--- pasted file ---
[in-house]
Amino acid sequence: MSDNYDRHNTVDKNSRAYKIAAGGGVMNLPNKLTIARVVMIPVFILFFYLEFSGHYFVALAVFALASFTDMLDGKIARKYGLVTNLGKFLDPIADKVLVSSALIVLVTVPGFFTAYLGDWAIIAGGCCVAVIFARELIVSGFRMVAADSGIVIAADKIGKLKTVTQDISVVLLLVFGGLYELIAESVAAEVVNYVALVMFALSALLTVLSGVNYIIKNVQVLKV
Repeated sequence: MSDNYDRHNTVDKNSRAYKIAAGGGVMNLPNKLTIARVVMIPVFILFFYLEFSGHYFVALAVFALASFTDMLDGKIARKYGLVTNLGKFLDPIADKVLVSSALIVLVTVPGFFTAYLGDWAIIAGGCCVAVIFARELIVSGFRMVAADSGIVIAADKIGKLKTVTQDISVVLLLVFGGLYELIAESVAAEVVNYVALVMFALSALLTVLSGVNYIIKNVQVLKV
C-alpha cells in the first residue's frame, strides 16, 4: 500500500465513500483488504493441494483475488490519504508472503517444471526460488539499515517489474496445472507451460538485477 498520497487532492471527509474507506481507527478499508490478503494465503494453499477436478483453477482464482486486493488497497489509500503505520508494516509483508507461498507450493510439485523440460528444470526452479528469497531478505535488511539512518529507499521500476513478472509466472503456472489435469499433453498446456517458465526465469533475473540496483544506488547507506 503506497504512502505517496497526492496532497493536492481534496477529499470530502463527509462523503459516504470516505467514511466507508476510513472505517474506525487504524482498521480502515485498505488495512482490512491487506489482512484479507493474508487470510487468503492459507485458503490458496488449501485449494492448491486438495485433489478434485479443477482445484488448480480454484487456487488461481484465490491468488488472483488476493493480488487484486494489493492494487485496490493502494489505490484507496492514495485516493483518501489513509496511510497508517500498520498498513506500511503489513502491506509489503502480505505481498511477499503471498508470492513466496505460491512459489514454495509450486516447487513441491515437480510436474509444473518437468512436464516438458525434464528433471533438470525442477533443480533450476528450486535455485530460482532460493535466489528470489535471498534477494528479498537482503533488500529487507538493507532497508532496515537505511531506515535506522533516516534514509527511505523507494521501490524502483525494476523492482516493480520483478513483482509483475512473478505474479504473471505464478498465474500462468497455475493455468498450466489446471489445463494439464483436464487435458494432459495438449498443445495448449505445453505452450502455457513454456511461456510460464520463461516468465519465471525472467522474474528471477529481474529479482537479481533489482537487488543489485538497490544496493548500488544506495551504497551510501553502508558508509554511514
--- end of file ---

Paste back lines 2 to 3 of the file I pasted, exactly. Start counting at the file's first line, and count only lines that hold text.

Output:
Amino acid sequence: MSDNYDRHNTVDKNSRAYKIAAGGGVMNLPNKLTIARVVMIPVFILFFYLEFSGHYFVALAVFALASFTDMLDGKIARKYGLVTNLGKFLDPIADKVLVSSALIVLVTVPGFFTAYLGDWAIIAGGCCVAVIFARELIVSGFRMVAADSGIVIAADKIGKLKTVTQDISVVLLLVFGGLYELIAESVAAEVVNYVALVMFALSALLTVLSGVNYIIKNVQVLKV
Repeated sequence: MSDNYDRHNTVDKNSRAYKIAAGGGVMNLPNKLTIARVVMIPVFILFFYLEFSGHYFVALAVFALASFTDMLDGKIARKYGLVTNLGKFLDPIADKVLVSSALIVLVTVPGFFTAYLGDWAIIAGGCCVAVIFARELIVSGFRMVAADSGIVIAADKIGKLKTVTQDISVVLLLVFGGLYELIAESVAAEVVNYVALVMFALSALLTVLSGVNYIIKNVQVLKV